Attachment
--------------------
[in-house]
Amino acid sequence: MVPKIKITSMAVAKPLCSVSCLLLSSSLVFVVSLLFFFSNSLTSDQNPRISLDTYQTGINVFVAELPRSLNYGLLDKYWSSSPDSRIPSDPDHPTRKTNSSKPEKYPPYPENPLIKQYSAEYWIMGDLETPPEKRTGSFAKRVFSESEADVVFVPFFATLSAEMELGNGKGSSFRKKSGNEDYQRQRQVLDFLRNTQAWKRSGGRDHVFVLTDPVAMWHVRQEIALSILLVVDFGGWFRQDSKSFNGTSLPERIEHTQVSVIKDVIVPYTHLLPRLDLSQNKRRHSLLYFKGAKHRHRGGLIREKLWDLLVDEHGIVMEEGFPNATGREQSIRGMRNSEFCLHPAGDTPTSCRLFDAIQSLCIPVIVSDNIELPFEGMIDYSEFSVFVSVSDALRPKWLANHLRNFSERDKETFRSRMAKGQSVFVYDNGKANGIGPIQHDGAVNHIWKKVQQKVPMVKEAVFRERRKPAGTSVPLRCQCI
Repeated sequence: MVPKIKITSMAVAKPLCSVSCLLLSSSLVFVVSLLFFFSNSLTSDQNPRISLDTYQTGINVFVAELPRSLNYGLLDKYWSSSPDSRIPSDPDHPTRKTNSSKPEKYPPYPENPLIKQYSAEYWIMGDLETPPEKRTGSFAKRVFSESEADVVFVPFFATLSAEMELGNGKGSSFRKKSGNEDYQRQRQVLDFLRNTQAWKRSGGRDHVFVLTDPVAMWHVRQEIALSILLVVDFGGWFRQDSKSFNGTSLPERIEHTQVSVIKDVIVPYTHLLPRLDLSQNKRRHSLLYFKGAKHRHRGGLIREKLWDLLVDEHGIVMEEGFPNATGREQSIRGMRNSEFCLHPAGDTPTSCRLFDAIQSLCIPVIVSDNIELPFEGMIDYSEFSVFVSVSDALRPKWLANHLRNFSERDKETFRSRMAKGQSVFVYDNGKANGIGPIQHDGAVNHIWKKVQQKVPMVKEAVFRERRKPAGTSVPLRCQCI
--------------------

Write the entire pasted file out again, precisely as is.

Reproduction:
[in-house]
Amino acid sequence: MVPKIKITSMAVAKPLCSVSCLLLSSSLVFVVSLLFFFSNSLTSDQNPRISLDTYQTGINVFVAELPRSLNYGLLDKYWSSSPDSRIPSDPDHPTRKTNSSKPEKYPPYPENPLIKQYSAEYWIMGDLETPPEKRTGSFAKRVFSESEADVVFVPFFATLSAEMELGNGKGSSFRKKSGNEDYQRQRQVLDFLRNTQAWKRSGGRDHVFVLTDPVAMWHVRQEIALSILLVVDFGGWFRQDSKSFNGTSLPERIEHTQVSVIKDVIVPYTHLLPRLDLSQNKRRHSLLYFKGAKHRHRGGLIREKLWDLLVDEHGIVMEEGFPNATGREQSIRGMRNSEFCLHPAGDTPTSCRLFDAIQSLCIPVIVSDNIELPFEGMIDYSEFSVFVSVSDALRPKWLANHLRNFSERDKETFRSRMAKGQSVFVYDNGKANGIGPIQHDGAVNHIWKKVQQKVPMVKEAVFRERRKPAGTSVPLRCQCI
Repeated sequence: MVPKIKITSMAVAKPLCSVSCLLLSSSLVFVVSLLFFFSNSLTSDQNPRISLDTYQTGINVFVAELPRSLNYGLLDKYWSSSPDSRIPSDPDHPTRKTNSSKPEKYPPYPENPLIKQYSAEYWIMGDLETPPEKRTGSFAKRVFSESEADVVFVPFFATLSAEMELGNGKGSSFRKKSGNEDYQRQRQVLDFLRNTQAWKRSGGRDHVFVLTDPVAMWHVRQEIALSILLVVDFGGWFRQDSKSFNGTSLPERIEHTQVSVIKDVIVPYTHLLPRLDLSQNKRRHSLLYFKGAKHRHRGGLIREKLWDLLVDEHGIVMEEGFPNATGREQSIRGMRNSEFCLHPAGDTPTSCRLFDAIQSLCIPVIVSDNIELPFEGMIDYSEFSVFVSVSDALRPKWLANHLRNFSERDKETFRSRMAKGQSVFVYDNGKANGIGPIQHDGAVNHIWKKVQQKVPMVKEAVFRERRKPAGTSVPLRCQCI